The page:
Sweden was the first country to introduce the Nordic Model approach and it has had the time and political will to iron out many of the implementation problems that are still seen in France and elsewhere.
I therefore caught up with Lea, a representative of #intedinhora, a Swedish organisation of people with experience of prostitution, and put these claims to her. She was keen to correct them.
She said that the price of prostitution in Sweden is much higher than in European countries where the sex trade is condoned. “This makes the johns furious,” she said. “You can often see them talking in online forums about how the ‘hookers’ here in Sweden are ‘spoiled’ and how they wish it were more like Germany where prices are less than half what they are in Sweden. This means that we don’t have to see as many johns to survive and can say no when we’re uncomfortable.”
She countered the claim that the Nordic Model pushes prostitution underground by asking whether there is anywhere in the world where johns want to have sex in the open.
She said, “The law makes little difference in this regard because they don’t want their wife, girlfriend or employer to find out and anyway most people want to have sex in private. The fact that the meeting in some countries takes place in public areas doesn’t mean that the selling part is safer. Women get killed every year in those small cubicles in the red-light district in Amsterdam. And in Sweden we haven’t yet had one reported murder of a person in prostitution by a john since the sex buyer law was established in 1999.”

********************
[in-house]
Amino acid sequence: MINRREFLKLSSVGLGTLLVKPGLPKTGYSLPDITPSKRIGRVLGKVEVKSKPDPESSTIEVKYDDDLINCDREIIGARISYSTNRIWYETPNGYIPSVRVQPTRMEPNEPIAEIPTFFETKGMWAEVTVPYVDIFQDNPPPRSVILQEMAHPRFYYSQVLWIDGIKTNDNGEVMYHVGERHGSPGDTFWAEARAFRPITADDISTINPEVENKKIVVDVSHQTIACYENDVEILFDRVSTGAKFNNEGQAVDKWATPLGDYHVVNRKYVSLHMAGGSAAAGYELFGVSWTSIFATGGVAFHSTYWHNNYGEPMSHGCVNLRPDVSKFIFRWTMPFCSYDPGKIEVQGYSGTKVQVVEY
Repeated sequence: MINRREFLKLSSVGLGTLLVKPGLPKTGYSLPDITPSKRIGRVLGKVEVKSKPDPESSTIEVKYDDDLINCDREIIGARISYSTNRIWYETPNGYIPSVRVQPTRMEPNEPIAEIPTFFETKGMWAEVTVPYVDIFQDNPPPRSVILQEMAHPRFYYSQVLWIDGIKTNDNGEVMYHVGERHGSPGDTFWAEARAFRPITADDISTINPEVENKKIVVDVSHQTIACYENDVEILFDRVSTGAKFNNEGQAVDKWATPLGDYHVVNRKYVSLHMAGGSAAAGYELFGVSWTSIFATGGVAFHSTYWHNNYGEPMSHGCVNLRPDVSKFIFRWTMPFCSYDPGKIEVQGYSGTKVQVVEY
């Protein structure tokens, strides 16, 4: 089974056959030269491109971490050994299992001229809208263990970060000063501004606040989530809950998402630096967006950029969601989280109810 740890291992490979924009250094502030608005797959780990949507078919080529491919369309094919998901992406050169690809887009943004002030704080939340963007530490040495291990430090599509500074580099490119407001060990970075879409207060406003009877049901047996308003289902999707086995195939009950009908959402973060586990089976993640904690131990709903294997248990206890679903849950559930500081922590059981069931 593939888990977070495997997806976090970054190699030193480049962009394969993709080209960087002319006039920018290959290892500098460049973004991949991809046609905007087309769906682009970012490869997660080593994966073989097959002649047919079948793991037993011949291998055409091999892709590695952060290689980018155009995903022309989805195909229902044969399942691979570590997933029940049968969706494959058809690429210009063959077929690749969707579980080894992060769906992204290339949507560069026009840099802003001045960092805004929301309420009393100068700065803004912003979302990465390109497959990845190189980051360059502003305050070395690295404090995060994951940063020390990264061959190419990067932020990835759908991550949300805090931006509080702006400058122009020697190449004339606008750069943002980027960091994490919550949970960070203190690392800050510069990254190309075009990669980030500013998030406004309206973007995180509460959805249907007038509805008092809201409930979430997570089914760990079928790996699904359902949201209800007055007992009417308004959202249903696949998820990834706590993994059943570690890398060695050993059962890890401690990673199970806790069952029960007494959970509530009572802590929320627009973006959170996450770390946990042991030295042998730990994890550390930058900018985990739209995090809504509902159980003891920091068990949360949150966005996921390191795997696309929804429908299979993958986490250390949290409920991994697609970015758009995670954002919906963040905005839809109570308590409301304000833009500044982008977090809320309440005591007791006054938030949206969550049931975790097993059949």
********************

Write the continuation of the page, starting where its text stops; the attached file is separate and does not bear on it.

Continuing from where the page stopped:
In the debate, Lyn Brown spoke positively about the approach to prostitution in New Zealand (NZ):
“I think we have to create policies so that women have the power to create the lives they want. In New Zealand, an emphasis has been put on reducing harm and ensuring that sex workers have access to their rights and to justice. These reforms enable sex workers to work together without fear of prosecution and thereby in greater safety. Coercion of people into sex work or to provide a share of the money received is, of course, illegal in New Zealand, and because sex work is treated as a normal form of work and taxed, all normal laws apply. In my view, the evidence from New Zealand is positive, with trust in the police improved, increased reporting of offences, better safety and health for sex workers, and, most importantly, an increased ability for sex workers to refuse clients.”
This is something we hear over and over again. But are things in New Zealand really that rosy? What does the evidence say?
New Zealand changed its law in 2003 to decriminalise all aspects of the sex industry, when the Prostitution Reform Act (PRA) was passed. The intention behind the Act was to improve things for the women involved, and there is little doubt that this was what motivated many of those who voted for it, and there were provisions for the impact of the law and the numbers of women involved to be monitored over time.
New academic research [*] by Helen Johnson and Tony Pitt into the operation of the PRA found that the benefits of the approach have been hugely exaggerated and its downsides have been “ignored, denied, and hidden.”